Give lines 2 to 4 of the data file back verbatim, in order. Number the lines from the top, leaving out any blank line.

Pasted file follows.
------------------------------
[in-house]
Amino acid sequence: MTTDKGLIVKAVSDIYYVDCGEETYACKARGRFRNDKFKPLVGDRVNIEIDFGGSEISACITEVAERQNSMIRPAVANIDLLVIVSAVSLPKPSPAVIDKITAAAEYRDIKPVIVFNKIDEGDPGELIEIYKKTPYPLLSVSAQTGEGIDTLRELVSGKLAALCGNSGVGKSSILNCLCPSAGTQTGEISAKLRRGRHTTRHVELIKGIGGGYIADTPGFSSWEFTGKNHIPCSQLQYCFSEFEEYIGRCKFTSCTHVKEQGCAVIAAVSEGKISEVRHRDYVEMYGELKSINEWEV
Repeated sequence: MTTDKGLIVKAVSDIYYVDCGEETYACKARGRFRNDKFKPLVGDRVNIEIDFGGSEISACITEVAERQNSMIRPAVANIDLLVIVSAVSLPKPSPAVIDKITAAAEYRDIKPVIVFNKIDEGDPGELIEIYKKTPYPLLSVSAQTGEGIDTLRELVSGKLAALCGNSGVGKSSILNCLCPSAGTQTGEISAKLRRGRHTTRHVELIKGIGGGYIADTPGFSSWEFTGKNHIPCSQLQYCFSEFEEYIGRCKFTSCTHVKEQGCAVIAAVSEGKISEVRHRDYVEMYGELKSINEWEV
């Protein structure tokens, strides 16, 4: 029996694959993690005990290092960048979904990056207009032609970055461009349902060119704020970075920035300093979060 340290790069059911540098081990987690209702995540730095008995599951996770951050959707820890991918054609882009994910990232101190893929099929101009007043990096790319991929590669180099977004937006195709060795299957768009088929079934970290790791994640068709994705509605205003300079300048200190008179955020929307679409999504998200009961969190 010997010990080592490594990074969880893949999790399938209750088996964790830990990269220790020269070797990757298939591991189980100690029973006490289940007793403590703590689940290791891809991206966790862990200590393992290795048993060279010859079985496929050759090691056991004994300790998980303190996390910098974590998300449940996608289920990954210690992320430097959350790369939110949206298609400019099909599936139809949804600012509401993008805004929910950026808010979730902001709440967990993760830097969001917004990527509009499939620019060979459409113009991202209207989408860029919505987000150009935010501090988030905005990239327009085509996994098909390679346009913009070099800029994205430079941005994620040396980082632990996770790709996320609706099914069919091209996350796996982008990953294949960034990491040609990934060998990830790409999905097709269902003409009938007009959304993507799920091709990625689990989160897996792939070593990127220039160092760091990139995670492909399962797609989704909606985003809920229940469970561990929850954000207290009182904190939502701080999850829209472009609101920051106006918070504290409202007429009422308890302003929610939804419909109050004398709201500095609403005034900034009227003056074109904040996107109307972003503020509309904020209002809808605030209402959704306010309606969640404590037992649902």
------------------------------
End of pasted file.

Amino acid sequence: MTTDKGLIVKAVSDIYYVDCGEETYACKARGRFRNDKFKPLVGDRVNIEIDFGGSEISACITEVAERQNSMIRPAVANIDLLVIVSAVSLPKPSPAVIDKITAAAEYRDIKPVIVFNKIDEGDPGELIEIYKKTPYPLLSVSAQTGEGIDTLRELVSGKLAALCGNSGVGKSSILNCLCPSAGTQTGEISAKLRRGRHTTRHVELIKGIGGGYIADTPGFSSWEFTGKNHIPCSQLQYCFSEFEEYIGRCKFTSCTHVKEQGCAVIAAVSEGKISEVRHRDYVEMYGELKSINEWEV
Repeated sequence: MTTDKGLIVKAVSDIYYVDCGEETYACKARGRFRNDKFKPLVGDRVNIEIDFGGSEISACITEVAERQNSMIRPAVANIDLLVIVSAVSLPKPSPAVIDKITAAAEYRDIKPVIVFNKIDEGDPGELIEIYKKTPYPLLSVSAQTGEGIDTLRELVSGKLAALCGNSGVGKSSILNCLCPSAGTQTGEISAKLRRGRHTTRHVELIKGIGGGYIADTPGFSSWEFTGKNHIPCSQLQYCFSEFEEYIGRCKFTSCTHVKEQGCAVIAAVSEGKISEVRHRDYVEMYGELKSINEWEV
């Protein structure tokens, strides 16, 4: 029996694959993690005990290092960048979904990056207009032609970055461009349902060119704020970075920035300093979060 340290790069059911540098081990987690209702995540730095008995599951996770951050959707820890991918054609882009994910990232101190893929099929101009007043990096790319991929590669180099977004937006195709060795299957768009088929079934970290790791994640068709994705509605205003300079300048200190008179955020929307679409999504998200009961969190 010997010990080592490594990074969880893949999790399938209750088996964790830990990269220790020269070797990757298939591991189980100690029973006490289940007793403590703590689940290791891809991206966790862990200590393992290795048993060279010859079985496929050759090691056991004994300790998980303190996390910098974590998300449940996608289920990954210690992320430097959350790369939110949206298609400019099909599936139809949804600012509401993008805004929910950026808010979730902001709440967990993760830097969001917004990527509009499939620019060979459409113009991202209207989408860029919505987000150009935010501090988030905005990239327009085509996994098909390679346009913009070099800029994205430079941005994620040396980082632990996770790709996320609706099914069919091209996350796996982008990953294949960034990491040609990934060998990830790409999905097709269902003409009938007009959304993507799920091709990625689990989160897996792939070593990127220039160092760091990139995670492909399962797609989704909606985003809920229940469970561990929850954000207290009182904190939502701080999850829209472009609101920051106006918070504290409202007429009422308890302003929610939804419909109050004398709201500095609403005034900034009227003056074109904040996107109307972003503020509309904020209002809808605030209402959704306010309606969640404590037992649902």